Product Technology Overview: sorbion sachet EXTRA Protection Status
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By Evangelia Athanasoula and James McGuire DPM, PT, CPed, FAPWHc

The sorbion sachet wound dressing, manufactured by sorbion GmbH & Co. in Germany and marketed in the US by Alliqua Biomedical, is a high capacity dressing that absorbs and holds wound exudate, removes some wound debris, draws in and holds wound bacteria helping to reduce surface bioburden, and maintains a balanced moist wound environment. The dressing uses what it calls "hydration response technology" to accomplish these goals.

sorbion sachet EXTRA Composition

Cellulose fibers in the dressing form an inner matrix that contains embedded sodium polyacrylate particles that absorb and hold wound fluid by forming a gel that will not release it. The dressing draws matrix metalloproteinasesand planktonic bacteria into dressing where they are trapped or sequestered away from the wound in the gel. As the dressing absorbs fluid it expands and fills the wound cavity further conforming the contact layer to the wound bed. The sorbion sachet dressing can be used in wounds for up to four days depending on the amount of fluid produced by the wound.

Indications for Use

Indications for sorbion sachet include all acute and chronic wounds, and pressure ulcers complicated by excessive fluid production. The technology is available in several dressing forms including sorbion sachet 'S' or standard, an 'EXTRA' and 'XL' super absorbent form, a 'multi star' or flexible design for irregular surface areas, and two dressings with absorbent islands within the dressing, sorbion sana and sorbion aquafoam. The various dressings are used for different wound fluid volume requirements and anatomical areas. Studies comparing sorbion sachet to negative pressure wound therapy for smaller less exudative wounds have found sorbion to be a more effective, less expensive alternative.1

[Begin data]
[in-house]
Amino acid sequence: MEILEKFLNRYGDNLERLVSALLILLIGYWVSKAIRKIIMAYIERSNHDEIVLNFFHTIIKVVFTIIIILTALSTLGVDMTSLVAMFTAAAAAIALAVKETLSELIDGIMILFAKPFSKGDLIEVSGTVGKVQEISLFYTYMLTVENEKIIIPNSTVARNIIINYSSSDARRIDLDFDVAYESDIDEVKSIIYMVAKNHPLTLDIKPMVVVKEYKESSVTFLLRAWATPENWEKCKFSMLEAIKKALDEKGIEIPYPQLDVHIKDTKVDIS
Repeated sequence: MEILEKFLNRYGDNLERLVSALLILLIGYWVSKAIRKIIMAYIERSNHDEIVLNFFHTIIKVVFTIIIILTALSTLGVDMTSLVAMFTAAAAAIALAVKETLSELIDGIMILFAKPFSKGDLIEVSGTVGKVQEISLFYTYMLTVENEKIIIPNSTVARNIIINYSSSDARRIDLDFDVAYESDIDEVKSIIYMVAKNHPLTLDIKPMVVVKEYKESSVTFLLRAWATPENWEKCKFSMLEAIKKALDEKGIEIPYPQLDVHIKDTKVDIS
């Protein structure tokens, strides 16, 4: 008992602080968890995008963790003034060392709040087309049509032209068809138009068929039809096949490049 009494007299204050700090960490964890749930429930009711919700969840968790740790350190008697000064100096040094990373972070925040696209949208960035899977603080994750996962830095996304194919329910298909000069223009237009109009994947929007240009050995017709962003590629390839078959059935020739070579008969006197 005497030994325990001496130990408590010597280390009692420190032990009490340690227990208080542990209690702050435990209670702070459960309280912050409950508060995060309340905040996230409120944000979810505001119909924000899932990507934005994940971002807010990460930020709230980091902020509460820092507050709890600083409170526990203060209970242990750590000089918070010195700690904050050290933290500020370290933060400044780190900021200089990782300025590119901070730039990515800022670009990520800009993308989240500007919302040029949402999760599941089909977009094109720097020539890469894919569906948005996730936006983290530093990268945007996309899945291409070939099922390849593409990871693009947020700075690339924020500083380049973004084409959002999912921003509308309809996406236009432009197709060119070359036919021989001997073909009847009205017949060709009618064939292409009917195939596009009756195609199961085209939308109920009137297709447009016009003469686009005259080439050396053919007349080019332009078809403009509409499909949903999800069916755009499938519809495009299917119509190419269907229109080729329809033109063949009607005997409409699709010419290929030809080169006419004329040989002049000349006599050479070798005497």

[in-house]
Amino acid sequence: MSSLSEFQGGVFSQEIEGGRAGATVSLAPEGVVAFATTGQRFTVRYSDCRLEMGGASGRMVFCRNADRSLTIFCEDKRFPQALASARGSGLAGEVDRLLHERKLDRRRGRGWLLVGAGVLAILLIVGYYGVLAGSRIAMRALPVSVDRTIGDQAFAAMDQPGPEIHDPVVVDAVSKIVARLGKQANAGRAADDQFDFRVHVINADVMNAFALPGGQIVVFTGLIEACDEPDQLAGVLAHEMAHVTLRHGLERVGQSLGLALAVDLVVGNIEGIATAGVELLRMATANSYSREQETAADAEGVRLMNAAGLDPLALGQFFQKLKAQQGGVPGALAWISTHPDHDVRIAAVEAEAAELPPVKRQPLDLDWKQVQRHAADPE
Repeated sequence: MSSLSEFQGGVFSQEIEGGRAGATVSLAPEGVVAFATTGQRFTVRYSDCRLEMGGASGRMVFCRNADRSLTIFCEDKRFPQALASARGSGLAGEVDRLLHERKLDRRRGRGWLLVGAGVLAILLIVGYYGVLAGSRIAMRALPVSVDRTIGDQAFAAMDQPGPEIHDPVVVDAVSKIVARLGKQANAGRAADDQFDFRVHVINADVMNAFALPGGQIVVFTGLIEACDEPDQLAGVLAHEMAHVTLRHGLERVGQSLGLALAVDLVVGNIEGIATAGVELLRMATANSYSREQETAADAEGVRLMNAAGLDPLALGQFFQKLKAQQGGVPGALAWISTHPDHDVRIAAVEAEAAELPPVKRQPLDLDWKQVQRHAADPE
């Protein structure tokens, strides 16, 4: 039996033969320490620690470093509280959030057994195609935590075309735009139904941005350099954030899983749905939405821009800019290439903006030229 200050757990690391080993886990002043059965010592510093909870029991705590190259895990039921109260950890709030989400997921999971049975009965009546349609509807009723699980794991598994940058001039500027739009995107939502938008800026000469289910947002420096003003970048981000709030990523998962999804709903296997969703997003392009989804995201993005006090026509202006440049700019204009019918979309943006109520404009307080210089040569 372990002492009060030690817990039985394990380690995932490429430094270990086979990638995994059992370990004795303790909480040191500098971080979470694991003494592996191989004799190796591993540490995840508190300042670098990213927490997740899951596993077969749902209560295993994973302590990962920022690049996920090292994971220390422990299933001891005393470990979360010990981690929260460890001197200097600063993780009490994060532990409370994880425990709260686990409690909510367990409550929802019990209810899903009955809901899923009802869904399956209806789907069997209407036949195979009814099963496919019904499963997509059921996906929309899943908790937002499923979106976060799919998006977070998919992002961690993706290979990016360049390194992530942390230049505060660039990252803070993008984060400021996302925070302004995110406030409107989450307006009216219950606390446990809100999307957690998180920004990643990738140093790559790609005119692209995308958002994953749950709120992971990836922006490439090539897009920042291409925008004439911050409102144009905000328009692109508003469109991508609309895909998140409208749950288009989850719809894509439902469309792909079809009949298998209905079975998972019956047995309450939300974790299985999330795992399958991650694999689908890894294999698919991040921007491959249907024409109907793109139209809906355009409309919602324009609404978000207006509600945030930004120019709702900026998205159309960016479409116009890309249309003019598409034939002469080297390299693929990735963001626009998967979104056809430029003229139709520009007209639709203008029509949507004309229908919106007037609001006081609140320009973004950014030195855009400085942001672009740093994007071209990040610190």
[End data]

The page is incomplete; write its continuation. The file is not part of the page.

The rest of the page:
The sorbion dressings have been shown to be well tolerated by patients and non-irritating to periwound skin. Because sorbion sachet can act as both a contact layer and secondary dressing and can be used for several days between dressing changes, it can reduce the cost of wound care if used appropriately.

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About the Authors:Evangelia Athanasoula
Evangelia Athanasoula is a third year student at the Temple University School of Podiatric Medicine where she serves as President of the Journal Society and is a member of the Sterling Harford DiPrimio Honorary Anatomical Society.

Dr. James McGuire is the director of the Leonard S. Abrams Center for Advanced Wound Healing and an associate professor of the Department of Podiatric Medicine and Orthopedics at the Temple University School of Podiatric Medicine in Philadelphia.

The views and opinions expressed in this blog are solely those of the author, and do not represent the views of WoundSource, Kestrel Health Information, Inc., its affiliates, or subsidiary companies.

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